Monday, 29 April 2013

Why are they all wobbly! A.K.A Armature design - Episode 1

So, for this post I wanted to delve into my planning process for my puppets for the haunts. Anyone already versed in stop motion animation will know that there are a million different ways and materials to approach making a stop motion puppet. But there are three methods that seem to be most useful, and certainly used more than most.

1. Foam Latex - a cast-able and spongey material that can be painted, holds details well and and is fairly durable.
2. Plasticine - Anyone whose seen a 'Wallace and Gromit' film will be familiar with this one. Plasticine is a clay that never dries. It can be mixed into any colour and is a wonderfully versatile material. It can be heated to soften it, frozen to make it rock hard and also mixed with waxes and other materials to give it different properties, such as hardness, and stickiness.
3. Foam build up - This process involves ordinary foams which one might find in cushions and the like being stuck directly to the armature (skeleton) of the puppet and being shaped and carved into the correct shapes and forms of the character design. Typically these will be clothed with fabrics and textiles, almost like dolls clothes.

Now, one thing I mentioned in there was the 'Armature' of the puppet. For those that don't know, the armature is the underlying structure that holds the bulk of the puppet and also hold the puppet in the many individual positions that it will be placed into during the animating of a scene. The easiest way of thinking about it is simply to imagine your own skeleton, the armature is the puppets skeleton. Unlike a human skeleton that holds a pose with the use of external (to the skeleton) muscles attached to the bones, in a stop motion puppet the joints and hinges in the design must be solid, and tight enough to lock themselves into a position and hold it, with the weight of the puppet for an indefinite amount of time.

There are two types of armature typically used in stop motion.


Generally constructed from 2 or more strands of wire, twisted together, this is the cheapest of the two armature options. They can vary in their design so that you could build one from the cheapest of materials, or take it to the fullest and combine the wire with machined metal and adjustable pieces which allow head and limbs to be swapped in and out should any break during production.



Constructed from individually machined ball and socket joints, this armatures are the créme de la créme of stop motion.

Specifically manufactured for each puppet design they can be incredibly expensive, unless you have the metal work skills to build them yourself.

However, the smoothness in the joints and ability to adjust the tightness of every joint leads to a much more precise control over your puppet, and are far, far, far more durable than the wire puppets.

So! How does this all tie in to 'The Haunts', well straight off the bat I cannot afford ball and socket armatures for this project, so there's one decision made right there! In future projects I plan to build them myself but for this I don't have the time or the tools and I think they might be over kill for what I need.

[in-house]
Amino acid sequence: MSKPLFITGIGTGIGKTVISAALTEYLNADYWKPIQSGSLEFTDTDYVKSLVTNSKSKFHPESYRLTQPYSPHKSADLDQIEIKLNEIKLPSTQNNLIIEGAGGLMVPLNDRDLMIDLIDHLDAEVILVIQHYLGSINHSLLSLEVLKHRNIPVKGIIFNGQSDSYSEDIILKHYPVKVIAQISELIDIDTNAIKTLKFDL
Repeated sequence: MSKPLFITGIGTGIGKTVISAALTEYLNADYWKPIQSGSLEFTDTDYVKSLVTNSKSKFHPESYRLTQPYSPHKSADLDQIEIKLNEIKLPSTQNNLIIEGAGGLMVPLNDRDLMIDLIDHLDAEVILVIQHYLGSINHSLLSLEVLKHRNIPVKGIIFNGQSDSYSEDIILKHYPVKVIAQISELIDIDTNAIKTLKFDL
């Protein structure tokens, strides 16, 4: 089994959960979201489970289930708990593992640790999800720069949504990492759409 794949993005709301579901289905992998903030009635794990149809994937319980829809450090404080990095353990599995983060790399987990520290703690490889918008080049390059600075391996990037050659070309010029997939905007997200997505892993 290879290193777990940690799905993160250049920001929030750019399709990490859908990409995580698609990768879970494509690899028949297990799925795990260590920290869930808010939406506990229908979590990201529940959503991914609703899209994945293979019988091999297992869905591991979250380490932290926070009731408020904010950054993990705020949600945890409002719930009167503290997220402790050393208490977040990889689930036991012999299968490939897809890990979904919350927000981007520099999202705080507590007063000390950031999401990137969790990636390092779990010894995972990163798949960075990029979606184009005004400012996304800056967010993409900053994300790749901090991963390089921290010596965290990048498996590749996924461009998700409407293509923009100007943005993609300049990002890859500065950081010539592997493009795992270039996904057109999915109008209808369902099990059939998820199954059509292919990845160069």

My puppets will be made from a combination of plasticine and foam build up. All the character heads and hands will be made from plasticine, using replacements (I'll explain the process of replacements in a later post) for the facial animation, and the rest of the puppet will be blocked out with various densities of foam and clothed in hand made, specially tailored costumes. This approach allows me to produce subtleties in facial animation whilst keep the body of the puppet controllable and simple, with very little that can move without my say so (one of the draw backs of using plasticine is that it can deteriate quickly, get dirty and mush into undesired shapes incredibly easily, but this can wait for a later post too).

Take a look at my plans for the 'Clara' puppet:

On the left is a composite image of my entire plans for the puppet made up of several layers of work including wire armatures, rigging, foam padding, hardened control points and various other bits. You can see on the right the various layers of tracing paper that I used to work up the plans.

Being the first time I've built a puppet on this kind of quality scale, I needed a simple way of mapping out my thoughts so that I could see them all together and judge whether they will work. I'm pretty confident in the plans for this puppet and I can't wait to start fabricating her.

One of the key features of the design here is the lack of any leg armature... This is because she has a long flowing dress which would make animating her legs underneath it impossible. My solution is to build a stand on which she will sit at her neutral and natural height, then I will use a rig to raise her up and down to simulate the bob of her walking. I think I can get away with this approach because she is a slow moving, graceful character and just the suggestion of her walking should be enough to sell it.

Well, I think I'll leave it there for today. I have so much more to say but we'll leave it for episode two! :)
Come back in the next few days to see how progress goes on building this beauty.

Thanks for looking!


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